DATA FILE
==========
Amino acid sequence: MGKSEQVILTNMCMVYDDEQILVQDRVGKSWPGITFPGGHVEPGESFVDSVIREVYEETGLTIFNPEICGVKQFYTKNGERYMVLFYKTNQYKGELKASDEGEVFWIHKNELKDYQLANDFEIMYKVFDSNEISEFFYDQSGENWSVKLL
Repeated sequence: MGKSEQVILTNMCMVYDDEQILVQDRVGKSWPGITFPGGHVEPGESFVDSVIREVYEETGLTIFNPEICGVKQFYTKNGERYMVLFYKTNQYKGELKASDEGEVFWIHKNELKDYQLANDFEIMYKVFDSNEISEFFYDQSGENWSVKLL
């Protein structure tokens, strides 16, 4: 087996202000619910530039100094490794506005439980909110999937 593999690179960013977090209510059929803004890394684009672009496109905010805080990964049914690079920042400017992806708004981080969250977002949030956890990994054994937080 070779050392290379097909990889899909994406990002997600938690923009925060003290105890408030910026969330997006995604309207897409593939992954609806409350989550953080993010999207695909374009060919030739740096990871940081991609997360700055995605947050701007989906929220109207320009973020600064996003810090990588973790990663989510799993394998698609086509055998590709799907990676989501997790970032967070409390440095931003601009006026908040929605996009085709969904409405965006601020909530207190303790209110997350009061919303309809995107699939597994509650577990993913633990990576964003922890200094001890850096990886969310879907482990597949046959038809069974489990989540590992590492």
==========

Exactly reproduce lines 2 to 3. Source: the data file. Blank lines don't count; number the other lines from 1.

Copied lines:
Repeated sequence: MGKSEQVILTNMCMVYDDEQILVQDRVGKSWPGITFPGGHVEPGESFVDSVIREVYEETGLTIFNPEICGVKQFYTKNGERYMVLFYKTNQYKGELKASDEGEVFWIHKNELKDYQLANDFEIMYKVFDSNEISEFFYDQSGENWSVKLL
């Protein structure tokens, strides 16, 4: 087996202000619910530039100094490794506005439980909110999937 593999690179960013977090209510059929803004890394684009672009496109905010805080990964049914690079920042400017992806708004981080969250977002949030956890990994054994937080 070779050392290379097909990889899909994406990002997600938690923009925060003290105890408030910026969330997006995604309207897409593939992954609806409350989550953080993010999207695909374009060919030739740096990871940081991609997360700055995605947050701007989906929220109207320009973020600064996003810090990588973790990663989510799993394998698609086509055998590709799907990676989501997790970032967070409390440095931003601009006026908040929605996009085709969904409405965006601020909530207190303790209110997350009061919303309809995107699939597994509650577990993913633990990576964003922890200094001890850096990886969310879907482990597949046959038809069974489990989540590992590492």